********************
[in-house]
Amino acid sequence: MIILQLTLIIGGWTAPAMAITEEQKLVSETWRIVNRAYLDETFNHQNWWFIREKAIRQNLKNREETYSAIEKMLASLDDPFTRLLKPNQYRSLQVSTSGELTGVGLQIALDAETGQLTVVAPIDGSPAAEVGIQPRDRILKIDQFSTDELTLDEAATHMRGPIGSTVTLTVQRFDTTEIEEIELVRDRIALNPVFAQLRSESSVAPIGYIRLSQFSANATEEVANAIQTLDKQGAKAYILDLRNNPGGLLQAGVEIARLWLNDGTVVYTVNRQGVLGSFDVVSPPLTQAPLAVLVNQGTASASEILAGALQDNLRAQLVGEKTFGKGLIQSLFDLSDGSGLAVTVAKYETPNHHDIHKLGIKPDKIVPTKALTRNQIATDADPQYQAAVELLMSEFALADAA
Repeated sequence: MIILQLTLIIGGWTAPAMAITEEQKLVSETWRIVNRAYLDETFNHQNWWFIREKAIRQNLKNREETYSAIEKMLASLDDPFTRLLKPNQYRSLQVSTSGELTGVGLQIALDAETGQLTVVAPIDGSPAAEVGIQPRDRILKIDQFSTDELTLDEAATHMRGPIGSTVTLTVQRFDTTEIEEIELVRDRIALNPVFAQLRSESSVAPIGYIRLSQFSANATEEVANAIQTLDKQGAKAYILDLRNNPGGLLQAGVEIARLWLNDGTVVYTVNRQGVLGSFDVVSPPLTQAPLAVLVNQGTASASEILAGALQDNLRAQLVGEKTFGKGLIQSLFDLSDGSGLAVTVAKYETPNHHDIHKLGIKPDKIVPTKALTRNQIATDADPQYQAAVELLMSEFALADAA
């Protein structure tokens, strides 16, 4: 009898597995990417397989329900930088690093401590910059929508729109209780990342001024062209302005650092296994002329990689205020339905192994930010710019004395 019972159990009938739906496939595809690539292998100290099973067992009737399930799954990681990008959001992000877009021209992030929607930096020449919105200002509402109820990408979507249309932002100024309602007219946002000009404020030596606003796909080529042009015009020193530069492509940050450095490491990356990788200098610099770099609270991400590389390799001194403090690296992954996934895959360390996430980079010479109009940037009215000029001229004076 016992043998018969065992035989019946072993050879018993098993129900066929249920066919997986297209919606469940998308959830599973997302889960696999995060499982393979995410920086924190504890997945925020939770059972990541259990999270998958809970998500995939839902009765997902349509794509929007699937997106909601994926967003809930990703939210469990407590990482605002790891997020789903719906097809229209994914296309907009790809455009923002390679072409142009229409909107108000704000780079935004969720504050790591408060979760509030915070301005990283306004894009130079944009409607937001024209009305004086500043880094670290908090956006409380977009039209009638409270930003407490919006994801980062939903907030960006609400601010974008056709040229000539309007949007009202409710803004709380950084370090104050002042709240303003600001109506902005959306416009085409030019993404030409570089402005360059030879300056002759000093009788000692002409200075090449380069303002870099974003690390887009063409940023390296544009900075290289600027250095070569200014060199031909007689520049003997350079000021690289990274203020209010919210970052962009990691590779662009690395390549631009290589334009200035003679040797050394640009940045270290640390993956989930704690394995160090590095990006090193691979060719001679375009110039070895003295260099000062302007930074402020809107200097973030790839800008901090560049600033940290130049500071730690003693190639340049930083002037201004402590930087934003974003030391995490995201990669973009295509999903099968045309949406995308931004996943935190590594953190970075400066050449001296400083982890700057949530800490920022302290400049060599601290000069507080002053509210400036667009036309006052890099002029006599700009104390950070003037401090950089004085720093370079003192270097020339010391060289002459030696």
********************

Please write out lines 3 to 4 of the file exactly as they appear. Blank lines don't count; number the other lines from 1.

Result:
Repeated sequence: MIILQLTLIIGGWTAPAMAITEEQKLVSETWRIVNRAYLDETFNHQNWWFIREKAIRQNLKNREETYSAIEKMLASLDDPFTRLLKPNQYRSLQVSTSGELTGVGLQIALDAETGQLTVVAPIDGSPAAEVGIQPRDRILKIDQFSTDELTLDEAATHMRGPIGSTVTLTVQRFDTTEIEEIELVRDRIALNPVFAQLRSESSVAPIGYIRLSQFSANATEEVANAIQTLDKQGAKAYILDLRNNPGGLLQAGVEIARLWLNDGTVVYTVNRQGVLGSFDVVSPPLTQAPLAVLVNQGTASASEILAGALQDNLRAQLVGEKTFGKGLIQSLFDLSDGSGLAVTVAKYETPNHHDIHKLGIKPDKIVPTKALTRNQIATDADPQYQAAVELLMSEFALADAA
């Protein structure tokens, strides 16, 4: 009898597995990417397989329900930088690093401590910059929508729109209780990342001024062209302005650092296994002329990689205020339905192994930010710019004395 019972159990009938739906496939595809690539292998100290099973067992009737399930799954990681990008959001992000877009021209992030929607930096020449919105200002509402109820990408979507249309932002100024309602007219946002000009404020030596606003796909080529042009015009020193530069492509940050450095490491990356990788200098610099770099609270991400590389390799001194403090690296992954996934895959360390996430980079010479109009940037009215000029001229004076 016992043998018969065992035989019946072993050879018993098993129900066929249920066919997986297209919606469940998308959830599973997302889960696999995060499982393979995410920086924190504890997945925020939770059972990541259990999270998958809970998500995939839902009765997902349509794509929007699937997106909601994926967003809930990703939210469990407590990482605002790891997020789903719906097809229209994914296309907009790809455009923002390679072409142009229409909107108000704000780079935004969720504050790591408060979760509030915070301005990283306004894009130079944009409607937001024209009305004086500043880094670290908090956006409380977009039209009638409270930003407490919006994801980062939903907030960006609400601010974008056709040229000539309007949007009202409710803004709380950084370090104050002042709240303003600001109506902005959306416009085409030019993404030409570089402005360059030879300056002759000093009788000692002409200075090449380069303002870099974003690390887009063409940023390296544009900075290289600027250095070569200014060199031909007689520049003997350079000021690289990274203020209010919210970052962009990691590779662009690395390549631009290589334009200035003679040797050394640009940045270290640390993956989930704690394995160090590095990006090193691979060719001679375009110039070895003295260099000062302007930074402020809107200097973030790839800008901090560049600033940290130049500071730690003693190639340049930083002037201004402590930087934003974003030391995490995201990669973009295509999903099968045309949406995308931004996943935190590594953190970075400066050449001296400083982890700057949530800490920022302290400049060599601290000069507080002053509210400036667009036309006052890099002029006599700009104390950070003037401090950089004085720093370079003192270097020339010391060289002459030696």